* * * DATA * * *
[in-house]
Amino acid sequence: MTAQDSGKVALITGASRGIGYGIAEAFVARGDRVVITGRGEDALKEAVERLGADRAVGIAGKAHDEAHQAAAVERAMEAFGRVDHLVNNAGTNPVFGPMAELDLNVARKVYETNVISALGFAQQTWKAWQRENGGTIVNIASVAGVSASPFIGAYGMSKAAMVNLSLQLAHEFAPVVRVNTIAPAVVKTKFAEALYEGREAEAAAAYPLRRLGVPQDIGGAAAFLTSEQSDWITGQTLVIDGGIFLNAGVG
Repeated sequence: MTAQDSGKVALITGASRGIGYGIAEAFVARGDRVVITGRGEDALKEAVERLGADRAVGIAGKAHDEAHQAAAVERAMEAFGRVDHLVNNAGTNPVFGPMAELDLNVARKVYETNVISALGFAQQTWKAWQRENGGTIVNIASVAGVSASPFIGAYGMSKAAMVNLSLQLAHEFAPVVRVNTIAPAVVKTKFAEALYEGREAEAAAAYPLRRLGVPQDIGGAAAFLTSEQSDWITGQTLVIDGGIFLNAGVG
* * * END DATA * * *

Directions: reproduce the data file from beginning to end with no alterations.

[in-house]
Amino acid sequence: MTAQDSGKVALITGASRGIGYGIAEAFVARGDRVVITGRGEDALKEAVERLGADRAVGIAGKAHDEAHQAAAVERAMEAFGRVDHLVNNAGTNPVFGPMAELDLNVARKVYETNVISALGFAQQTWKAWQRENGGTIVNIASVAGVSASPFIGAYGMSKAAMVNLSLQLAHEFAPVVRVNTIAPAVVKTKFAEALYEGREAEAAAAYPLRRLGVPQDIGGAAAFLTSEQSDWITGQTLVIDGGIFLNAGVG
Repeated sequence: MTAQDSGKVALITGASRGIGYGIAEAFVARGDRVVITGRGEDALKEAVERLGADRAVGIAGKAHDEAHQAAAVERAMEAFGRVDHLVNNAGTNPVFGPMAELDLNVARKVYETNVISALGFAQQTWKAWQRENGGTIVNIASVAGVSASPFIGAYGMSKAAMVNLSLQLAHEFAPVVRVNTIAPAVVKTKFAEALYEGREAEAAAAYPLRRLGVPQDIGGAAAFLTSEQSDWITGQTLVIDGGIFLNAGVG